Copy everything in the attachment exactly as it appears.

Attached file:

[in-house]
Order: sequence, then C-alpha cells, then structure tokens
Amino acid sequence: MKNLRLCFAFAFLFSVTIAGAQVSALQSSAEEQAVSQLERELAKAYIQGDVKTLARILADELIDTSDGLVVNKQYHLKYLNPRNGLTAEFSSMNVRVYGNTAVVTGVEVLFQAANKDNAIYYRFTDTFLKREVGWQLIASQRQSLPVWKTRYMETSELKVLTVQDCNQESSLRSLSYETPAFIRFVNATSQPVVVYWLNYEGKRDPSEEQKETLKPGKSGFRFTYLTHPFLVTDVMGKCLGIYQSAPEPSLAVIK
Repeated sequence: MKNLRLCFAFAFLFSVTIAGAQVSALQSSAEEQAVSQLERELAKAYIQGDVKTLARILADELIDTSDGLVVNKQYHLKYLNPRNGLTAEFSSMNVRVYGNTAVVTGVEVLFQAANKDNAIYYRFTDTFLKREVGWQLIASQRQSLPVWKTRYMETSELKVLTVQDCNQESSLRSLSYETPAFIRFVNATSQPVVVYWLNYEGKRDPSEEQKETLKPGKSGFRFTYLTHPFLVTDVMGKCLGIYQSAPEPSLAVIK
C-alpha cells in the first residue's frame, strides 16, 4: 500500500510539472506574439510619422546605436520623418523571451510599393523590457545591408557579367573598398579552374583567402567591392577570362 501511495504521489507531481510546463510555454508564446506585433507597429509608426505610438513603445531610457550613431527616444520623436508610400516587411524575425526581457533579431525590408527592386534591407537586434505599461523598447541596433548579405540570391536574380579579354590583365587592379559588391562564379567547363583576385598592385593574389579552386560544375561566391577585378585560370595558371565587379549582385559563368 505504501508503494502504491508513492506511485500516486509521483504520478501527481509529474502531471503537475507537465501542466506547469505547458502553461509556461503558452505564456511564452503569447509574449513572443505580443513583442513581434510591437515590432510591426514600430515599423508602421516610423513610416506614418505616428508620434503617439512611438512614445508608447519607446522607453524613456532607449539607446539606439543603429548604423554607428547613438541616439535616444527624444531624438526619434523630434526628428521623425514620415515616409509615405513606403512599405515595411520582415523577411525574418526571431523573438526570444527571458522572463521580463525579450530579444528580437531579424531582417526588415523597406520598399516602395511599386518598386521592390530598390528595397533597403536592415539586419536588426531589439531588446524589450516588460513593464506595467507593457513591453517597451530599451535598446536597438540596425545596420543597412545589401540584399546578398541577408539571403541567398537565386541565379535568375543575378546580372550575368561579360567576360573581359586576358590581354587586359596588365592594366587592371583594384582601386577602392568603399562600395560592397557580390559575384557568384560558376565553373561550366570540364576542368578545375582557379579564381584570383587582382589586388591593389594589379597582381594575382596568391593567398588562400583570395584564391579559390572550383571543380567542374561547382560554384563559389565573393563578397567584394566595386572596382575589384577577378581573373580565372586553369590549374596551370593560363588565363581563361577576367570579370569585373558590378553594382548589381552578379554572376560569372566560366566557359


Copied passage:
[in-house]
Order: sequence, then C-alpha cells, then structure tokens
Amino acid sequence: MKNLRLCFAFAFLFSVTIAGAQVSALQSSAEEQAVSQLERELAKAYIQGDVKTLARILADELIDTSDGLVVNKQYHLKYLNPRNGLTAEFSSMNVRVYGNTAVVTGVEVLFQAANKDNAIYYRFTDTFLKREVGWQLIASQRQSLPVWKTRYMETSELKVLTVQDCNQESSLRSLSYETPAFIRFVNATSQPVVVYWLNYEGKRDPSEEQKETLKPGKSGFRFTYLTHPFLVTDVMGKCLGIYQSAPEPSLAVIK
Repeated sequence: MKNLRLCFAFAFLFSVTIAGAQVSALQSSAEEQAVSQLERELAKAYIQGDVKTLARILADELIDTSDGLVVNKQYHLKYLNPRNGLTAEFSSMNVRVYGNTAVVTGVEVLFQAANKDNAIYYRFTDTFLKREVGWQLIASQRQSLPVWKTRYMETSELKVLTVQDCNQESSLRSLSYETPAFIRFVNATSQPVVVYWLNYEGKRDPSEEQKETLKPGKSGFRFTYLTHPFLVTDVMGKCLGIYQSAPEPSLAVIK
C-alpha cells in the first residue's frame, strides 16, 4: 500500500510539472506574439510619422546605436520623418523571451510599393523590457545591408557579367573598398579552374583567402567591392577570362 501511495504521489507531481510546463510555454508564446506585433507597429509608426505610438513603445531610457550613431527616444520623436508610400516587411524575425526581457533579431525590408527592386534591407537586434505599461523598447541596433548579405540570391536574380579579354590583365587592379559588391562564379567547363583576385598592385593574389579552386560544375561566391577585378585560370595558371565587379549582385559563368 505504501508503494502504491508513492506511485500516486509521483504520478501527481509529474502531471503537475507537465501542466506547469505547458502553461509556461503558452505564456511564452503569447509574449513572443505580443513583442513581434510591437515590432510591426514600430515599423508602421516610423513610416506614418505616428508620434503617439512611438512614445508608447519607446522607453524613456532607449539607446539606439543603429548604423554607428547613438541616439535616444527624444531624438526619434523630434526628428521623425514620415515616409509615405513606403512599405515595411520582415523577411525574418526571431523573438526570444527571458522572463521580463525579450530579444528580437531579424531582417526588415523597406520598399516602395511599386518598386521592390530598390528595397533597403536592415539586419536588426531589439531588446524589450516588460513593464506595467507593457513591453517597451530599451535598446536597438540596425545596420543597412545589401540584399546578398541577408539571403541567398537565386541565379535568375543575378546580372550575368561579360567576360573581359586576358590581354587586359596588365592594366587592371583594384582601386577602392568603399562600395560592397557580390559575384557568384560558376565553373561550366570540364576542368578545375582557379579564381584570383587582382589586388591593389594589379597582381594575382596568391593567398588562400583570395584564391579559390572550383571543380567542374561547382560554384563559389565573393563578397567584394566595386572596382575589384577577378581573373580565372586553369590549374596551370593560363588565363581563361577576367570579370569585373558590378553594382548589381552578379554572376560569372566560366566557359